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5 Ways to Avoid Cyber Threats on Mobile

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Over fifty percent of web traffic worldwide today is via mobile. Considering the amount of time we spend using our smartphones, this fact should come as no surprise – but are we trying hard enough to keep ourselves safe when we surf the internet? Although mobile devices used to have superior online security to PCs, cybercriminals have been targeting their safety protocols more and more in recent years. Despite this, most smartphone users don’t even consider installing any software to protect against threats.

Research also suggests that mobile users exercise less caution when following links, as evidenced by a much higher rate of clickthrough. This is likely due to the ease of tapping the screen with a finger, and it is more probable that a link advertising more on instant withdrawal casinos here will be followed from mobile than from a PC. Even those who are fairly vigilant on a home computer don’t always take the same care using a smartphone. Here are five tips on how to make sure you stay safe when surfing the internet via mobile.

1. Choose how and when you connect

One of the quickest ways that people give up their online security is in favor of convenience. Modern smartphones can be paired with or connected to a whole range of other devices, and set to do so automatically. In this case, the fact that we can does not mean that we should. If you use a sharing app like AirDrop or its Android equivalent Nearby Share, only keep it on when you are actually using it. WiFi and Bluetooth should be treated the same. If you are really serious about keeping those connections under control, then you can switch to airplane mode when you are not using it.

2. Public networks are a security risk

Speaking of convenience, being connected all the time is very important to a lot of us. In order to conserve our data plans, we often take advantage of the many public networks that are all around us in most urban areas. The only safe way to use these is to assume the worst of their safety protocols. So it’s fine to look up the time of the next movie showing, but checking your bank balance is a big no-no. Alternatively, install a VPN to hide your IP address and add an extra layer of data encryption. While you’re at it, you may want to update your mobile browser to one that blocks tracking software and adverts.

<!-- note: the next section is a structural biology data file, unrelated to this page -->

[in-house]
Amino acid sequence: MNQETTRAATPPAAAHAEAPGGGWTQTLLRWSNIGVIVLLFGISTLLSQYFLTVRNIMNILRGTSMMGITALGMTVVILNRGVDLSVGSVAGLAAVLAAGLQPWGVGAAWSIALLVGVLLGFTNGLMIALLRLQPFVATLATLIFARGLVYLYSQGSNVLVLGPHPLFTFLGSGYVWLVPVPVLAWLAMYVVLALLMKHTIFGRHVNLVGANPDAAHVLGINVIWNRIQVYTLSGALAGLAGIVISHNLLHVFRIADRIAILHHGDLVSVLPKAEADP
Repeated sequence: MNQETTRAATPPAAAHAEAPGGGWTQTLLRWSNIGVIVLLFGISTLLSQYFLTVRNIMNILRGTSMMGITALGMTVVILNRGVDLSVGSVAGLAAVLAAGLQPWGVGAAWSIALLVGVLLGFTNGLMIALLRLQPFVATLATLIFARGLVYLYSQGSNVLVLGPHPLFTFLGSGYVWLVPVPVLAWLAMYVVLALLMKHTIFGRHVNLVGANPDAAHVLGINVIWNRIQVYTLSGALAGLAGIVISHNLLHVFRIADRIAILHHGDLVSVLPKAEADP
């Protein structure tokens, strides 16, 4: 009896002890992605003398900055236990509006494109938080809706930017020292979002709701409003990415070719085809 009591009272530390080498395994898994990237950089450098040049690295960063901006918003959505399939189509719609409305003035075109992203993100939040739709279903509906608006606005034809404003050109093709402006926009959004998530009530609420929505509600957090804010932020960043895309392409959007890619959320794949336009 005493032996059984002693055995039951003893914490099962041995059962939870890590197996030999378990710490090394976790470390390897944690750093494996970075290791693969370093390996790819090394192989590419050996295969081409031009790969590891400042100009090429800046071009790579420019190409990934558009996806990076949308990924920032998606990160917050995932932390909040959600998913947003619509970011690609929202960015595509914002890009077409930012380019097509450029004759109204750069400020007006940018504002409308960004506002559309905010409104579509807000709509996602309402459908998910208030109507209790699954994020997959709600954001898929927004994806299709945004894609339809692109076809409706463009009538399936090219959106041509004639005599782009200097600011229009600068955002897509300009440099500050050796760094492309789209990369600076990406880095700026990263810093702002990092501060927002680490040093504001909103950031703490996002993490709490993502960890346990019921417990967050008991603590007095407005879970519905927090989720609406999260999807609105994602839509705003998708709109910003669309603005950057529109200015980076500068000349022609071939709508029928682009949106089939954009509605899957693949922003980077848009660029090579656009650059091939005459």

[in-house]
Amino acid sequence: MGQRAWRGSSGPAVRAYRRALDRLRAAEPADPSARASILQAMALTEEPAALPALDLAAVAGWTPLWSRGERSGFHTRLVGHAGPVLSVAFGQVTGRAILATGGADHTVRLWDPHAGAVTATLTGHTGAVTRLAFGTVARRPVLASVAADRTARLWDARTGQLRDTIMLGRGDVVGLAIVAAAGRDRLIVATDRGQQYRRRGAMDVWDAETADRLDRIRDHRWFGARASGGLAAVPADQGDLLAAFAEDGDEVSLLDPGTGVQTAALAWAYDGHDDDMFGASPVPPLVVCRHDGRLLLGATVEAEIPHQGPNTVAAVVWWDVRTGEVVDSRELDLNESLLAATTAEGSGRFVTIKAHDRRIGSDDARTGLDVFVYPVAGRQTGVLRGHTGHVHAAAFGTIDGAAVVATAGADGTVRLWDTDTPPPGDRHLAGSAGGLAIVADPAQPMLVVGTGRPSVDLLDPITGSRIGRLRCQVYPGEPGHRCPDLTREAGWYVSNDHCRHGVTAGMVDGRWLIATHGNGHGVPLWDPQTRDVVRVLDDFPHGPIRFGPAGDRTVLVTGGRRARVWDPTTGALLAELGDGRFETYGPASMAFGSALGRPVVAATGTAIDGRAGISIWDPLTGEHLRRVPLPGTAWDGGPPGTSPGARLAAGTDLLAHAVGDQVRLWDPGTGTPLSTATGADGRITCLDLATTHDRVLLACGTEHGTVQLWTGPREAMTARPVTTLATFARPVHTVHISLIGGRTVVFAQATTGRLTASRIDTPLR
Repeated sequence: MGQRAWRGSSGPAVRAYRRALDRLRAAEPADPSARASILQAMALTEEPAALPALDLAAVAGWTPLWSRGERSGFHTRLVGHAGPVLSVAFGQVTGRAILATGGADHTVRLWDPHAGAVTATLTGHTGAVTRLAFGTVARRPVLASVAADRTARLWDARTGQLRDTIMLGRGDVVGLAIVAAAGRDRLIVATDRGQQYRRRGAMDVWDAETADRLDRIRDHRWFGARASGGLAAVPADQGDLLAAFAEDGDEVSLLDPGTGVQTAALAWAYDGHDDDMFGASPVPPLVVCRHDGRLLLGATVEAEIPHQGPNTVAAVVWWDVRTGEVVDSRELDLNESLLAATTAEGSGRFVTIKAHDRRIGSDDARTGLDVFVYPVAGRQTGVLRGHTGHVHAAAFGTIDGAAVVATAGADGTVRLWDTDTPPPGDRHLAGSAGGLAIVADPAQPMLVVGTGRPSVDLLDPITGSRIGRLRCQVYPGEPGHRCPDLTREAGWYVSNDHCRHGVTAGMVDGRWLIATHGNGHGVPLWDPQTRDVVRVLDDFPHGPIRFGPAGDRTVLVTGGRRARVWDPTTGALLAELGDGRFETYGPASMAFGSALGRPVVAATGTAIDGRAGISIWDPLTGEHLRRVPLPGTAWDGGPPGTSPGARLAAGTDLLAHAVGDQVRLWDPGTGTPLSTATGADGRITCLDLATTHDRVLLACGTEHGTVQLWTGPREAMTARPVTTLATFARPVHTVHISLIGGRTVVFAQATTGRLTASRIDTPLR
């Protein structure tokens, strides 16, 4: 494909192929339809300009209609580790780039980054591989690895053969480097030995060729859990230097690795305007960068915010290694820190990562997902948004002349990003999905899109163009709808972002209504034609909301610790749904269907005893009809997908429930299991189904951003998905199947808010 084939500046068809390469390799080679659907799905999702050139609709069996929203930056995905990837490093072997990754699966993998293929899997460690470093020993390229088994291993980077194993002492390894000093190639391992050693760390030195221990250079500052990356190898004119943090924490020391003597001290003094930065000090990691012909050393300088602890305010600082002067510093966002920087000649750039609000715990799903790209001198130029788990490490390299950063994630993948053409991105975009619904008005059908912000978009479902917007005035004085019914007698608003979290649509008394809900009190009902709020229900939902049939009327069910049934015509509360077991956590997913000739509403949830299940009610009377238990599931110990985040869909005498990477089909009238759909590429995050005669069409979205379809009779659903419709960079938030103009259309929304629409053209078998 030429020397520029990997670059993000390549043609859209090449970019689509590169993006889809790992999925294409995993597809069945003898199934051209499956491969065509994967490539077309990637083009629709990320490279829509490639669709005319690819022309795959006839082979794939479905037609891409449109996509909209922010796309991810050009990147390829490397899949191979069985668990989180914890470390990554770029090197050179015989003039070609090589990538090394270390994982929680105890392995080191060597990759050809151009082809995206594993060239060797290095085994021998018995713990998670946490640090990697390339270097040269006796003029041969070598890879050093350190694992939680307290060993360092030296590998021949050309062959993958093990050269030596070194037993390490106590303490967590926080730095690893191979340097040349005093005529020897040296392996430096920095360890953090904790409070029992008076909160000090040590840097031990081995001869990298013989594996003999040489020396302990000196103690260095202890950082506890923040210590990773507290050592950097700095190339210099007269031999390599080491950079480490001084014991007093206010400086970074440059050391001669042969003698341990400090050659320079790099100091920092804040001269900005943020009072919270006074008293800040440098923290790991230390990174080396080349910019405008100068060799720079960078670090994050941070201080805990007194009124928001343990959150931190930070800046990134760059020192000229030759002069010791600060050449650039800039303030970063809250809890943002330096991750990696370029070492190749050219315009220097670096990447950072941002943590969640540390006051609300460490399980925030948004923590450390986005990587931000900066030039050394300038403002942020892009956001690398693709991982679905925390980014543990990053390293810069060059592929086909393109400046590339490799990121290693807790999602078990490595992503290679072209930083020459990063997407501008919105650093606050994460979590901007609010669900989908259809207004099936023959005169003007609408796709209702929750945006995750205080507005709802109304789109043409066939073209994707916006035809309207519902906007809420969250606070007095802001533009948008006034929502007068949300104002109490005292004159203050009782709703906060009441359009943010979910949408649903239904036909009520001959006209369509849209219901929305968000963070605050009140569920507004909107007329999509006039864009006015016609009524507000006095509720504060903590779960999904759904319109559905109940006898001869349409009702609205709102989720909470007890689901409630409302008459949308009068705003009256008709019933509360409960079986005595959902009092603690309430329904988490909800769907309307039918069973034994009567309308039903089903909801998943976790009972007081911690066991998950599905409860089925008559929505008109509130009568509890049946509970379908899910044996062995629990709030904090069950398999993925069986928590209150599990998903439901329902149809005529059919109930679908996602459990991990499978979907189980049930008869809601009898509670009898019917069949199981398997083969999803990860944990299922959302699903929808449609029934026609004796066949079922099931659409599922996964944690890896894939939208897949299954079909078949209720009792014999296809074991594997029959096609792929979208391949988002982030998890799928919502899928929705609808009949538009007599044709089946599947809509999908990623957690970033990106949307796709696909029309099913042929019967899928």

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3. Install security software for mobile

As mentioned in the intro, the rate of use for mobile security software is much lower than that of PC. Even the experts are not in complete agreement that this is a necessary precaution, but if you subscribe to the school of better safe than sorry, then it’s a must. It also means that you can be a bit less hyper-vigilant, although it is still inadvisable to access sensitive information while using an open network.

4. Never download unverified apps

Unsurprisingly, apps are the easiest way for cybercriminals to infect your device with malware or access your data. Apps can be found in many places online, but always stick to the official app store for your OS. Even some of the apps found here can be potentially risky, especially as they can theoretically access a large amount of your phone’s data.

5. Stay vigilant for scams

Rates of SMS-based phishing scams have skyrocketed in recent months. These often claim to be from companies like your home utilities or internet service provider, and many look very plausible. Always think hard when you receive a link via SMS, and practice excessive caution with all unknown phone numbers.